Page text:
I really enjoyed reading this sermon, because I often wonder what I am doing at school when I should be out experiencing life and following my hopes and dreams. However, in my head I have my own plans but they are not likely God's plans. Furthermore, I find it difficult to believe that it is God's will for me to spend years in college. Lewis presented an argument that shined light on my thoughts though.
"How can you be so frivolous and selfish as to think of anything but the war?" "How can you be so frivolous and selfish as to think of anything but the salvation of human souls?"
Lewis wrote this in a time when a war was going on, but I think it has great importance for anyone, in any time period. How can we as college students be so selfish as to spend all our time in classes and not out helping the poor? However, we cannot think that life is so exclusive. We can be religious while still being national. "Before I became a Christian I do not think I fully realized that on'es life, after conversion would inevitable consist in doing most of the same things one had been doing before: one hopes, in a new spirit, but still the same things." I like this a lot, because I most of think this way. We expect life to completely change the instant we become a Christian, but that is not the case. We live the same life before, but now we have a new motivation. Lewis says that neither enlistment in the army nor Christianity will obliterate the human life; neither of the two will wash away the life we lived before we entered them.
"Life has never been normal."
We tend to compare our new life with our old, thinking that becoming a Christian (or soldier, or doctor, etc.) means leaving our "normal" life, and that is just not true.
I really like when Lewis says that political duties are worth dying for, but not living for. A man must die for his country, but no man must live for his country. This is the opposite of religious duties, because religion must occupy our whole life. "God's claim is infinite and inexorable." We belong to God, so we must not surrender ourselves to earthly duties. There should not be competition between the two though; God is present everywhere, so even our earthly duties can glorify Him. "All our merely natural activities will be accepted, if they are offered to God, even the humblest: and all of them, even the noblest, will be sinful if they are not." A lot of people in class disagreed with that statement, but I do not. I think that everything we do can either please God or pull us away from Him. Everything from clothing, sports, work, play can be used sinfully or they can be used to please God. All activities we do can be sacred if we do them in the name of the Lord.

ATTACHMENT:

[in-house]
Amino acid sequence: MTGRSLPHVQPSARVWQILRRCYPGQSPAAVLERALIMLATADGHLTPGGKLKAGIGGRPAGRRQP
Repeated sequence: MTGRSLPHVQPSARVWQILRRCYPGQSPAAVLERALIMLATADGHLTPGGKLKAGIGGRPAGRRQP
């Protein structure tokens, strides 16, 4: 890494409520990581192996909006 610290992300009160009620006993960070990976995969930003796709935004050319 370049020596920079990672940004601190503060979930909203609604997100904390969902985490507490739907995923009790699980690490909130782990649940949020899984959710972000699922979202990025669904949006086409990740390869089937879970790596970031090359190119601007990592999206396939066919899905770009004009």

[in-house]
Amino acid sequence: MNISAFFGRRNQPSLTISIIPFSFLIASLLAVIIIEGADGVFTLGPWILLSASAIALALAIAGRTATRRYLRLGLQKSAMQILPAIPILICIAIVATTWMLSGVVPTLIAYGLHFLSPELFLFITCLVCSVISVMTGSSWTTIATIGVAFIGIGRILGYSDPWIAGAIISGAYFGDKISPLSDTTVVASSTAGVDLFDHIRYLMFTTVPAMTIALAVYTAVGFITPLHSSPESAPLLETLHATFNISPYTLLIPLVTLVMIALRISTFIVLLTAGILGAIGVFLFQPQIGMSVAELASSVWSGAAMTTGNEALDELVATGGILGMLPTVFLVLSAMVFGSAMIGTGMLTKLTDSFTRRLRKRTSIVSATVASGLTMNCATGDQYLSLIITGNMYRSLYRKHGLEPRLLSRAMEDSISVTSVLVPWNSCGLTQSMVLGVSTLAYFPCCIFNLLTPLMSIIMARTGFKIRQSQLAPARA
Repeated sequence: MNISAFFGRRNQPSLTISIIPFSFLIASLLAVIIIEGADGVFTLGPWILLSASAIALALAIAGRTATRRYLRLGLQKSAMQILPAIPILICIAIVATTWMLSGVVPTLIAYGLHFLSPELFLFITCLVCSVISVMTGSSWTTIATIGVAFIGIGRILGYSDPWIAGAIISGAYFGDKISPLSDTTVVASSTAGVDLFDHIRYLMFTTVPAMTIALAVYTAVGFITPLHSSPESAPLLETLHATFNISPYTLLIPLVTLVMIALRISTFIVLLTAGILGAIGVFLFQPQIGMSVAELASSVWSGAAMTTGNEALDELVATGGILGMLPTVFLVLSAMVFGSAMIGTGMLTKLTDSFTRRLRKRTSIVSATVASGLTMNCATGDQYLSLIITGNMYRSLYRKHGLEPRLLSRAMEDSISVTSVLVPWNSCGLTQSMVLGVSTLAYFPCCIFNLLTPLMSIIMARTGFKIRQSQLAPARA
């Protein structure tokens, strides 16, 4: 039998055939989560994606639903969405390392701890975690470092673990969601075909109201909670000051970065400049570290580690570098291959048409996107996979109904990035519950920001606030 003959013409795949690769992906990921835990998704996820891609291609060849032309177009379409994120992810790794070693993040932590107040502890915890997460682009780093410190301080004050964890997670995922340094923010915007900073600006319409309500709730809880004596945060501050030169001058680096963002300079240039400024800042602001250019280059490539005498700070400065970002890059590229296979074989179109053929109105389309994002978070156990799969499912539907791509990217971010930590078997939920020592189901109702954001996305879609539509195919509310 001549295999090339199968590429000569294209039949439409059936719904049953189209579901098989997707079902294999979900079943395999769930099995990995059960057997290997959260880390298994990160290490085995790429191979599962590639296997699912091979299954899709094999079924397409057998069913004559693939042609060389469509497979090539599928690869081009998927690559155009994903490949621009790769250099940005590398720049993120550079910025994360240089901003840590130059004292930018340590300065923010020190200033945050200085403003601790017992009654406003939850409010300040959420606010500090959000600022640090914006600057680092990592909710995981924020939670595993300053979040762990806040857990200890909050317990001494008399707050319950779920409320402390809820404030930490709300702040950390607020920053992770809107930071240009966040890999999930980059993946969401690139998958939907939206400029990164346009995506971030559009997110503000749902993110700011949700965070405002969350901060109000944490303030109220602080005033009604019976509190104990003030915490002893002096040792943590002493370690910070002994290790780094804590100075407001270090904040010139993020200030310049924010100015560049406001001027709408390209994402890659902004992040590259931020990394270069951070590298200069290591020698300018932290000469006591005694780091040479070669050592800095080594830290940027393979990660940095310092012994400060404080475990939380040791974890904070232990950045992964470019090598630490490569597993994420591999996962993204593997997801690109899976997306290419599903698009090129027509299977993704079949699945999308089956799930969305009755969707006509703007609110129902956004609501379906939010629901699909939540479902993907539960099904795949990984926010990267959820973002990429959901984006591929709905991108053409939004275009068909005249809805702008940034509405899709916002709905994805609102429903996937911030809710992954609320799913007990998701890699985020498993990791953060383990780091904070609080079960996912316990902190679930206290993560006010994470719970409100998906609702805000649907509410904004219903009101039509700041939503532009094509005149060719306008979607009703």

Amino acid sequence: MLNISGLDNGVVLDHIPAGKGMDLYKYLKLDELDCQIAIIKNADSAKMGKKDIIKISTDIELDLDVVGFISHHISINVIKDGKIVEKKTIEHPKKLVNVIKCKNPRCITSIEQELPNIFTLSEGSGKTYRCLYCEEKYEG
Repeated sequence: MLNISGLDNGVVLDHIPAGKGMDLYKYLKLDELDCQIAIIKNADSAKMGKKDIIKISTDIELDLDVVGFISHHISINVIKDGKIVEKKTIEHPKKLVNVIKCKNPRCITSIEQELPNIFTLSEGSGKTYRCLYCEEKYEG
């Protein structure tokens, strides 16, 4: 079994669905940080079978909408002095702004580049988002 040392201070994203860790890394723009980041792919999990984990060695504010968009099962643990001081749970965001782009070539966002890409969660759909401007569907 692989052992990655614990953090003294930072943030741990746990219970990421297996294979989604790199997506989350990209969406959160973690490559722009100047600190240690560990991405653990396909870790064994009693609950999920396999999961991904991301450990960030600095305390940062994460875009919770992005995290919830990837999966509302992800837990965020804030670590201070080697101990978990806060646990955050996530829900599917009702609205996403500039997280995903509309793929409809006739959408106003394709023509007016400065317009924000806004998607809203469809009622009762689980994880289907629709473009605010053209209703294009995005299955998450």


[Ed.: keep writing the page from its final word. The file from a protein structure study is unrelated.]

It's not until the middle of the sermon does Lewis actually get into the need for learning and education. "Good philosophy must exist, if for no other reason, because bad philosophy must be answered." We must be educated to combat the ignorant. God created us with this desire to learn, and if we do not learn about Him we cannot spread word of His awesomeness. Additionally, we must know about other religions and practices so we can be equipped to argue for the Truth. However, we cannot simply have knowledge; we must pair it with action. "The only people who achieve much are those who want knowledge so badly that they seek it while the conditions are still unfavorable." There may be a war going on, but we must seek to learn at all times. We cannot wait for ideal conditions, because ideal conditions do not exist. "If men had postponed the search for knowledge and beauty until they were secure the search would never have begun."
I pray to have this kind of understanding about the purpose of learning. "When this happens..." or "When I graduate..." or "After I make enough money..." are all phrases I am guilty of using. However, the time is now, and I cannot afford to waste any of the time God has blessed me with. We cannot know when our time is up on earth, so we cannot assume we will do God's will next week or next year.